Employment Patterns in OECD Countries [E-Book]: Reassessing the Role of Policies and Institutions / Andrea Bassanini and Romain Duval
Bassanini, Andrea.
Duval, Romain.
Paris : OECD Publishing, 2006
131 p. ; 21 x 29.7cm.
englisch
10.1787/702031136412
OECD Social, Employment and Migration Working Papers ; 35
Social Issues/Migration/Health
Full Text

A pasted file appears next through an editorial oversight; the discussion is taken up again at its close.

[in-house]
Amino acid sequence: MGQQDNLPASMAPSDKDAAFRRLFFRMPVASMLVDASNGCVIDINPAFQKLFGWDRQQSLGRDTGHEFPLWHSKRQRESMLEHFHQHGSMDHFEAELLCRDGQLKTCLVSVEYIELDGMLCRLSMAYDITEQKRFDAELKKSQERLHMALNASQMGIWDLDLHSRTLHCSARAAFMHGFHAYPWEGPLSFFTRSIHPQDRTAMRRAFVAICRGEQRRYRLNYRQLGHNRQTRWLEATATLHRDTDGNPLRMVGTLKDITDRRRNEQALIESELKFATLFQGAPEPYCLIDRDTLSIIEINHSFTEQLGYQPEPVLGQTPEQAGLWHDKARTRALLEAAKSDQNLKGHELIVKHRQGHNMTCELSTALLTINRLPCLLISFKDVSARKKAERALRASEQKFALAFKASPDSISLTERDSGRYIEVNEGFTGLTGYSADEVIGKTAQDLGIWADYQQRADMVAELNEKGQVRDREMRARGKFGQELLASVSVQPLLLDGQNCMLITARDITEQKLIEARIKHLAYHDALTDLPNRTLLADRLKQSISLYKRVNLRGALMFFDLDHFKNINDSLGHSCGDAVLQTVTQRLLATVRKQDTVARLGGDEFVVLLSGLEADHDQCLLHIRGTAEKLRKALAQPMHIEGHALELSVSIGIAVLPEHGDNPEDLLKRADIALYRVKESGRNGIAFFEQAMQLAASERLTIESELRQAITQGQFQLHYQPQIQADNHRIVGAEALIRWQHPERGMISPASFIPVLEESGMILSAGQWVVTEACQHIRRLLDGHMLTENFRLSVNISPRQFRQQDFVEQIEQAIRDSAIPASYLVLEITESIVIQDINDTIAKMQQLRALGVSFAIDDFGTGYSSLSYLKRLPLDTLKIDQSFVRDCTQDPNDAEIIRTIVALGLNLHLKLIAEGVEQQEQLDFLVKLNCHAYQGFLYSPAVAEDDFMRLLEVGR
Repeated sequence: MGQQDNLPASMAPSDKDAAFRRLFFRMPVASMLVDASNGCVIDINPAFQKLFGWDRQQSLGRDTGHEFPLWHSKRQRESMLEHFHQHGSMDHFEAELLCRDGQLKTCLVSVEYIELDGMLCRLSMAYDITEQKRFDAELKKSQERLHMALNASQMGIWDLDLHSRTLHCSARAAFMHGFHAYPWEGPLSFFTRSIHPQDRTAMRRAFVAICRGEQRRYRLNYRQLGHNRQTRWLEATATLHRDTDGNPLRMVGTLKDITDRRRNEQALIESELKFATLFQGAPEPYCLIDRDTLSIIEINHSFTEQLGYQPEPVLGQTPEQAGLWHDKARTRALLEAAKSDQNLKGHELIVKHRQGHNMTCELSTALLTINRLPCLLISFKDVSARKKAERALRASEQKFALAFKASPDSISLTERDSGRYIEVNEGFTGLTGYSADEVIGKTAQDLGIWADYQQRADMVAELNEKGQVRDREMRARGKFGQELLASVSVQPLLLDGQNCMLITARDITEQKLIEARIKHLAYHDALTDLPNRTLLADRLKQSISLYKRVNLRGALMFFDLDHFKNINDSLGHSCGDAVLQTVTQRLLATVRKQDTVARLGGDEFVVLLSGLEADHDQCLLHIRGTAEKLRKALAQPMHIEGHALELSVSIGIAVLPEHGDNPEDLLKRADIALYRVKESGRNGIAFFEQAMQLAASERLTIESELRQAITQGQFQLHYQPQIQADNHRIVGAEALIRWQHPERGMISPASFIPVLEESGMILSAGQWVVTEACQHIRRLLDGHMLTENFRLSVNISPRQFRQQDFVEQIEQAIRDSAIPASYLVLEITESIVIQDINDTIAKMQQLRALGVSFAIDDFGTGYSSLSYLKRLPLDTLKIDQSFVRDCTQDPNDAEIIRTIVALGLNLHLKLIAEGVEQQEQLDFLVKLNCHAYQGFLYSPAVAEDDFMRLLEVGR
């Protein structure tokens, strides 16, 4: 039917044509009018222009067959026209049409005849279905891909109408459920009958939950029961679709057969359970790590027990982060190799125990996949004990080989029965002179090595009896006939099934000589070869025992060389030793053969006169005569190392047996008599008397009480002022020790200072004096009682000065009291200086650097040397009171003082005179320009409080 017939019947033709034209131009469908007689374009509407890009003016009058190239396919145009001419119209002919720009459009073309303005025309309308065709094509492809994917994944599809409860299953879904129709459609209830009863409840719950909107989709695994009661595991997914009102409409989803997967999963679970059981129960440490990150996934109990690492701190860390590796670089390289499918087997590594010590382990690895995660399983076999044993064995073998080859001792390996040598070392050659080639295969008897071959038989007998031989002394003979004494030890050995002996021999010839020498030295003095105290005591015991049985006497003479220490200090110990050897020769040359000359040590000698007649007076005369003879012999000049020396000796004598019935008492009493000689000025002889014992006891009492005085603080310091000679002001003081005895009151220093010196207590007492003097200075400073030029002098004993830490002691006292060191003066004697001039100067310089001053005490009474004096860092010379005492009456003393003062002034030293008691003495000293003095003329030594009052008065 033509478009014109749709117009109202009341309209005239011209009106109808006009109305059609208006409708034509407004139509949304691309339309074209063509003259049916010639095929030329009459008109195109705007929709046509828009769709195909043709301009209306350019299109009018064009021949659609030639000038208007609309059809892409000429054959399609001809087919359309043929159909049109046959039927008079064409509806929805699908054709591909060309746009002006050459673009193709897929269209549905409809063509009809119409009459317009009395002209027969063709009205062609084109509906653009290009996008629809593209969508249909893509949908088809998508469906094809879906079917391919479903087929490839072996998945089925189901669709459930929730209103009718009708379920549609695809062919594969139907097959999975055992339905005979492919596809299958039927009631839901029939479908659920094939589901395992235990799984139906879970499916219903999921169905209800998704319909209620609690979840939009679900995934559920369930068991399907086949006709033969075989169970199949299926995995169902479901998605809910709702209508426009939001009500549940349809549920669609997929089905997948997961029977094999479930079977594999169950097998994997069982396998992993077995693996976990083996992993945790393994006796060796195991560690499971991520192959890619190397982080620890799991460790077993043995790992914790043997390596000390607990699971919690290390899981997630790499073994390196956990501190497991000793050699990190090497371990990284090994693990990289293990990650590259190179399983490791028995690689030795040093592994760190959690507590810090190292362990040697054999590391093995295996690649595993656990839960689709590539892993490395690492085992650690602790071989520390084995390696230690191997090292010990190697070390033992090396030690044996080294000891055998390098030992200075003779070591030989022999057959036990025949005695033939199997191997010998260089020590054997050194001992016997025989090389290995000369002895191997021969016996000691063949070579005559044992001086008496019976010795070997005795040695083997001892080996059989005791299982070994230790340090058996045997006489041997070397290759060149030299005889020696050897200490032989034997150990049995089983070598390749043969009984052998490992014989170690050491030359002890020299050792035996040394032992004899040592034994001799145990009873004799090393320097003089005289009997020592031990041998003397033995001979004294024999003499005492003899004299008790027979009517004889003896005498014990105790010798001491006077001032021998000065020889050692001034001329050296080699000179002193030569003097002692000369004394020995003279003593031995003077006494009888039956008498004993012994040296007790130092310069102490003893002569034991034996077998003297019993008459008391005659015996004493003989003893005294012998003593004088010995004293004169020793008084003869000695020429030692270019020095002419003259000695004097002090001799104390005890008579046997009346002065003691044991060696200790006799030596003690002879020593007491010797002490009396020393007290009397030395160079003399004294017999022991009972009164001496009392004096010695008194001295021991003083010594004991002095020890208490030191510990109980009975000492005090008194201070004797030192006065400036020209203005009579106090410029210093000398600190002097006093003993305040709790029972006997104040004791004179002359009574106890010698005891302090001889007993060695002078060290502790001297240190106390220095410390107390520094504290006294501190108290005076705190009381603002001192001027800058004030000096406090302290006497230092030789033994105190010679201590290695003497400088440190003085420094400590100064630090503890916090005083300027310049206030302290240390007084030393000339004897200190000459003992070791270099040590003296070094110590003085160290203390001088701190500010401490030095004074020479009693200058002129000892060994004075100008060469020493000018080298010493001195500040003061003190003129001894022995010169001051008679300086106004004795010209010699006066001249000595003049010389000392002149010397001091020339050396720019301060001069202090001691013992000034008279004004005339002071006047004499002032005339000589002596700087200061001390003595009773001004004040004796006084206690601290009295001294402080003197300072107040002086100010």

This paper explores the impact of policies and institutions on employment and unemployment of OECD countries in the past decades. Reduced-form unemployment equations, consistent with standard wage setting/pricesetting models, are estimated using cross-country/time-series data from 21 OECD countries over the period 1982- 2003. In the "average" OECD country, high and long-lasting unemployment benefits, high tax wedges and stringent anti-competitive product market regulation are found to increase aggregate unemployment. By contrast, highly centralised and/or coordinated wage bargaining systems are estimated to reduce unemployment. These findings are robust across specifications, datasets and econometric methods. As policies and institutions affect employment not only via their impact on aggregate unemployment but also through their effects on labour market participation - particularly for those groups "at the margin" of the labour market, group-specific employment rate equations are also estimated. In the "average" OECD country, high unemployment benefits and high tax wedges are found to be associated with lower employment prospects for all groups studied, namely prime-age males, females, older workers and youths. There is also evidence that group-specific policy determinants matter, such as targeted fiscal incentives.